Sunday, June 7, 2015

Salvador da Bahía - Brazil

More brazilian cards, all from Salvador da Bahía and sent by Sílvia and Déa.

 Pau Brasilis - Photo by Christian Fehr
St. Anthony Lighthouse, better known as Barra Lighthouse is considered the oldest lighthouse in the Americas. Its construction was completed in 1698. It is part of the architectural ensemble of the military complex of  St. Anthony Fort, which also houses the Nautical Museum.
It opened to the public in May 2011.

Pau Brasilis - Photo by Christian Fehr
The Bonfim Church may not be the prettiest churche in Salvador but it is certainly the most famous. It was built between 1746 and 1754 in neoclassical style with a rococo façade, following the model of Portuguese churches of the 18th and 19th centuries, with beautiful frescoes and tiles. The purpose of the construction of the church was sheltering the image of Our Lord Bonfim, brought from Lisbon in 1745.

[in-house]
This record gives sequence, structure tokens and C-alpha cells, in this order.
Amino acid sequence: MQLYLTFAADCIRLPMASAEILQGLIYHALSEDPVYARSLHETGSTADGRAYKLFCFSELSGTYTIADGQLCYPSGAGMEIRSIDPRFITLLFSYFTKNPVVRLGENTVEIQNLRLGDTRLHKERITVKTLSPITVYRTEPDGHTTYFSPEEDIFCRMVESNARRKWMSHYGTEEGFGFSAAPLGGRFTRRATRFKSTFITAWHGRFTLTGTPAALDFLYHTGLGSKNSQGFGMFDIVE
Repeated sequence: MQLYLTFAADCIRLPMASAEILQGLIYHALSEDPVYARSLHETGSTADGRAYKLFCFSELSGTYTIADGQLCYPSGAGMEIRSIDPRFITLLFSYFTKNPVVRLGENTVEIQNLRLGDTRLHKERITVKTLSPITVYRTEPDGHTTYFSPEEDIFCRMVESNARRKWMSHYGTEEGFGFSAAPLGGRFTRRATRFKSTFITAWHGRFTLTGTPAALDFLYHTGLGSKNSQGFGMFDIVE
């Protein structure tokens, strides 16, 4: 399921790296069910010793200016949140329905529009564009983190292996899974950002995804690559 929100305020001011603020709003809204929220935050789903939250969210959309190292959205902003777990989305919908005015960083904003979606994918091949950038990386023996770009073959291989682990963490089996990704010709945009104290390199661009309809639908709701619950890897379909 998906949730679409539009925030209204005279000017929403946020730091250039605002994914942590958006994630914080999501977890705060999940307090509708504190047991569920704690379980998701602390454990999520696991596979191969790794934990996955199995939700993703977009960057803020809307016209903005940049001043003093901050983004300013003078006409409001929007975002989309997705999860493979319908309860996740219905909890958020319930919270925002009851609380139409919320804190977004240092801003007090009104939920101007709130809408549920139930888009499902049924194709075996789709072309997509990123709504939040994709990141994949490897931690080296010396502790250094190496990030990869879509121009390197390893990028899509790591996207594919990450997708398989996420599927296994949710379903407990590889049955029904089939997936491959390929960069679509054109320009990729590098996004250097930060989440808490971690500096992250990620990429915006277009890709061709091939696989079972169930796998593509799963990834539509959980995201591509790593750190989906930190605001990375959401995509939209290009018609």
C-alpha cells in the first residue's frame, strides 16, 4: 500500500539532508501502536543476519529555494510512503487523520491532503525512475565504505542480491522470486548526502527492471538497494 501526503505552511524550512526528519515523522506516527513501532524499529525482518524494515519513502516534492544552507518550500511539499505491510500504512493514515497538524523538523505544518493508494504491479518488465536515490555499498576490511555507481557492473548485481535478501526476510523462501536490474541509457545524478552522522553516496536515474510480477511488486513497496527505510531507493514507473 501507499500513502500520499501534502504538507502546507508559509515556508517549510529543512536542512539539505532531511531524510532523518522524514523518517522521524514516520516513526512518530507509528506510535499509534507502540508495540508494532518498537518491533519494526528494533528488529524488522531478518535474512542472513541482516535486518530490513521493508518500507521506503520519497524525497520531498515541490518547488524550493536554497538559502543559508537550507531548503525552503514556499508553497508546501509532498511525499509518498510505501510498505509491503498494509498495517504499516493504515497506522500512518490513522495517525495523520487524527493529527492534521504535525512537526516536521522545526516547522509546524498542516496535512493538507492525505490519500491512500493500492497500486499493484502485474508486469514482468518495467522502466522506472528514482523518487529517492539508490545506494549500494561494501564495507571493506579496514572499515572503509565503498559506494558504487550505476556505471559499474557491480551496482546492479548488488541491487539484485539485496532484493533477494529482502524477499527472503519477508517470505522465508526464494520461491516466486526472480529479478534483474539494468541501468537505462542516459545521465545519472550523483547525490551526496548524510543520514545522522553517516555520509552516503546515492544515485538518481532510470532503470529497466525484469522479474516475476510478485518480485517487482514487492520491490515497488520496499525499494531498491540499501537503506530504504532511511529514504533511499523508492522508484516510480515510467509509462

Inn the churchyard hundreds of colorful ribbons are tied to the wrought-iron railings. The Bonfim ribbons were created in the early 19th century and have the measure of the right arm's length to the chest of Our Lord Bonfim image. Initially the ribbon was worn on the neck as a necklace, which hung medals and prayer cards. Nowadays is used  on the wrist.

Pau Brasilis - Photo by Christian Fehr
Considered the second biggest popular manifestation and the main religious event in Bahia, Bonfim’s Festival takes place on the second Thursday after Epiphany, celebrated on January 6th. “Baianas” wearing typical outfits start the ritual, carrying vases with water and perfume to wash the stairway and the parvis of the church.
The cortege leaves Nossa Senhora da Conceição da Praia Church towards Bonfim, an eight-kilometer walk. Thousands of people participate in the celebration, all dressed in white to honor Oxalá, a deity that represents Our Lord of Bonfim in Candomblé (African religion). While the “baianas” wash the stairway with water and perfume,  believers sing the hymn of Our Lord of Bonfim.
The celebration started in 1754, when the image of the Crucified Lord – brought by the Portuguese captain Teodósio Rodrigues in 1745 – was transferred from Penha Church, in Itapagipe, to its own church, at the Colina Sagrada (Sacred Hill). - in:

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